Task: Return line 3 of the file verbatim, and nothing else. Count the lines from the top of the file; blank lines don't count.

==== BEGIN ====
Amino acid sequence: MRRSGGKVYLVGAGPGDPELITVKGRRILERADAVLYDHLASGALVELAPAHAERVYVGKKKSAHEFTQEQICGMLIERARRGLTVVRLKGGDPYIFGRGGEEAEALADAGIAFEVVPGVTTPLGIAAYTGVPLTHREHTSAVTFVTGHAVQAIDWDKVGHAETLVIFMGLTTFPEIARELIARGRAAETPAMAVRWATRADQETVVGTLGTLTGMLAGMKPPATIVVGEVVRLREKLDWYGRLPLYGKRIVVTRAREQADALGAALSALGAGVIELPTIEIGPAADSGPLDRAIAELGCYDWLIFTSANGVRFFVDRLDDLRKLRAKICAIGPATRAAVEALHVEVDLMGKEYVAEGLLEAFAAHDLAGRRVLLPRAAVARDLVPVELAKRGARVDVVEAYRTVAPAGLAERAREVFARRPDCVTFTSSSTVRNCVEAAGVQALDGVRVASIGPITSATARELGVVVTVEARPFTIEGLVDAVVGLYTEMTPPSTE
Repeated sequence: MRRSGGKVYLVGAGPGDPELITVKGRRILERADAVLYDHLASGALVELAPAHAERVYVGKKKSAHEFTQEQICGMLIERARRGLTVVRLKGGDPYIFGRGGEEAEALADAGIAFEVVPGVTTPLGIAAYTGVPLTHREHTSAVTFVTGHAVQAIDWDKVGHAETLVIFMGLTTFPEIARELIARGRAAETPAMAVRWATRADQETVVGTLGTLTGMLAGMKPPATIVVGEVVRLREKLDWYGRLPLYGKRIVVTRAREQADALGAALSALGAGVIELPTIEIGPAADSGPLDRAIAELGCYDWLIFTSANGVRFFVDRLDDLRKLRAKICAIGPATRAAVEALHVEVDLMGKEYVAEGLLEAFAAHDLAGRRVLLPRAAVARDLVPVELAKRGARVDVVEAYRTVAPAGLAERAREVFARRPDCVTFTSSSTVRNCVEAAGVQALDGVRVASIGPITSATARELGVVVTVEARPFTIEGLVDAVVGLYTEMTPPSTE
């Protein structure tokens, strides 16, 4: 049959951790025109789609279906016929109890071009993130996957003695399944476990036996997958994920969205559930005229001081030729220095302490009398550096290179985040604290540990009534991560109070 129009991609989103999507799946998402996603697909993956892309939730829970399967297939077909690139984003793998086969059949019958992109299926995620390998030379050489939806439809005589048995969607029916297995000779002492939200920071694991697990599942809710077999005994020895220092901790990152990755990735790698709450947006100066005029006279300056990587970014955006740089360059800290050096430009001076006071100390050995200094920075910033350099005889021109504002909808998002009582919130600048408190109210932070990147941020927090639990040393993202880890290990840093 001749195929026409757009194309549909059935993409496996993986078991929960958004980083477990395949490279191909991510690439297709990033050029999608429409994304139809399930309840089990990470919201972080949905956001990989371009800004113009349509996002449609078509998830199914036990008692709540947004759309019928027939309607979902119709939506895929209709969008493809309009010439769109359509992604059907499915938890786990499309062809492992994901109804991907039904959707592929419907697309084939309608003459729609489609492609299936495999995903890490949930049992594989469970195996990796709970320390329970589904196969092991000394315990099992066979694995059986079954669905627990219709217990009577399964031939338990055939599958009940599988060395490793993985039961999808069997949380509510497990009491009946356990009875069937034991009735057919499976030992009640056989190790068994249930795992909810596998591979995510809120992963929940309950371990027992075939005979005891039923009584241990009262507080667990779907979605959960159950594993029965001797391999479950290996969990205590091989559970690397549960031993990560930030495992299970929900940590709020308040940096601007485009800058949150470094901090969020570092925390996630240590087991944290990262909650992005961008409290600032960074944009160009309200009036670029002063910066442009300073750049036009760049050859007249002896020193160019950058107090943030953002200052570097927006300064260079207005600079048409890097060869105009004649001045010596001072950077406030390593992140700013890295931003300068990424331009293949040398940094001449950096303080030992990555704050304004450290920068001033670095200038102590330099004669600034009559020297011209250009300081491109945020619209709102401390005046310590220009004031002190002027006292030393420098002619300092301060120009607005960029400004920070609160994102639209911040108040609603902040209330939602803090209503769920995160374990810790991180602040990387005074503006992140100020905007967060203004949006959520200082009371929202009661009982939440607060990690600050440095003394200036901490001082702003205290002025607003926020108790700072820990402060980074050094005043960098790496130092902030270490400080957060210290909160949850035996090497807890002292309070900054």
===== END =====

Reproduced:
């Protein structure tokens, strides 16, 4: 049959951790025109789609279906016929109890071009993130996957003695399944476990036996997958994920969205559930005229001081030729220095302490009398550096290179985040604290540990009534991560109070 129009991609989103999507799946998402996603697909993956892309939730829970399967297939077909690139984003793998086969059949019958992109299926995620390998030379050489939806439809005589048995969607029916297995000779002492939200920071694991697990599942809710077999005994020895220092901790990152990755990735790698709450947006100066005029006279300056990587970014955006740089360059800290050096430009001076006071100390050995200094920075910033350099005889021109504002909808998002009582919130600048408190109210932070990147941020927090639990040393993202880890290990840093 001749195929026409757009194309549909059935993409496996993986078991929960958004980083477990395949490279191909991510690439297709990033050029999608429409994304139809399930309840089990990470919201972080949905956001990989371009800004113009349509996002449609078509998830199914036990008692709540947004759309019928027939309607979902119709939506895929209709969008493809309009010439769109359509992604059907499915938890786990499309062809492992994901109804991907039904959707592929419907697309084939309608003459729609489609492609299936495999995903890490949930049992594989469970195996990796709970320390329970589904196969092991000394315990099992066979694995059986079954669905627990219709217990009577399964031939338990055939599958009940599988060395490793993985039961999808069997949380509510497990009491009946356990009875069937034991009735057919499976030992009640056989190790068994249930795992909810596998591979995510809120992963929940309950371990027992075939005979005891039923009584241990009262507080667990779907979605959960159950594993029965001797391999479950290996969990205590091989559970690397549960031993990560930030495992299970929900940590709020308040940096601007485009800058949150470094901090969020570092925390996630240590087991944290990262909650992005961008409290600032960074944009160009309200009036670029002063910066442009300073750049036009760049050859007249002896020193160019950058107090943030953002200052570097927006300064260079207005600079048409890097060869105009004649001045010596001072950077406030390593992140700013890295931003300068990424331009293949040398940094001449950096303080030992990555704050304004450290920068001033670095200038102590330099004669600034009559020297011209250009300081491109945020619209709102401390005046310590220009004031002190002027006292030393420098002619300092301060120009607005960029400004920070609160994102639209911040108040609603902040209330939602803090209503769920995160374990810790991180602040990387005074503006992140100020905007967060203004949006959520200082009371929202009661009982939440607060990690600050440095003394200036901490001082702003205290002025607003926020108790700072820990402060980074050094005043960098790496130092902030270490400080957060210290909160949850035996090497807890002292309070900054």